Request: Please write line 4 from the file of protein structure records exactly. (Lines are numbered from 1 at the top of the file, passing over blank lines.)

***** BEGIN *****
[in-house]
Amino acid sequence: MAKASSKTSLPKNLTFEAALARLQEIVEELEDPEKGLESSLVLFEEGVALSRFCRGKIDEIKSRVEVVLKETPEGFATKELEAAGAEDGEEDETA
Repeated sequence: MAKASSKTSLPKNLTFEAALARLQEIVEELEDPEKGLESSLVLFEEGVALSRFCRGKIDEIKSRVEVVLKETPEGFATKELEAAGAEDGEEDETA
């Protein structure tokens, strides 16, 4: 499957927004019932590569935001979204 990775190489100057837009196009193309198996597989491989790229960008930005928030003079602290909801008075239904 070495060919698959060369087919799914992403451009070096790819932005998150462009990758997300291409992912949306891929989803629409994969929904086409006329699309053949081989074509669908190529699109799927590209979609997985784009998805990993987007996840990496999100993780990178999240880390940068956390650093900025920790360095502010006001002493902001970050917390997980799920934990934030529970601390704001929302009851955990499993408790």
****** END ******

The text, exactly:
């Protein structure tokens, strides 16, 4: 499957927004019932590569935001979204 990775190489100057837009196009193309198996597989491989790229960008930005928030003079602290909801008075239904 070495060919698959060369087919799914992403451009070096790819932005998150462009990758997300291409992912949306891929989803629409994969929904086409006329699309053949081989074509669908190529699109799927590209979609997985784009998805990993987007996840990496999100993780990178999240880390940068956390650093900025920790360095502010006001002493902001970050917390997980799920934990934030529970601390704001929302009851955990499993408790």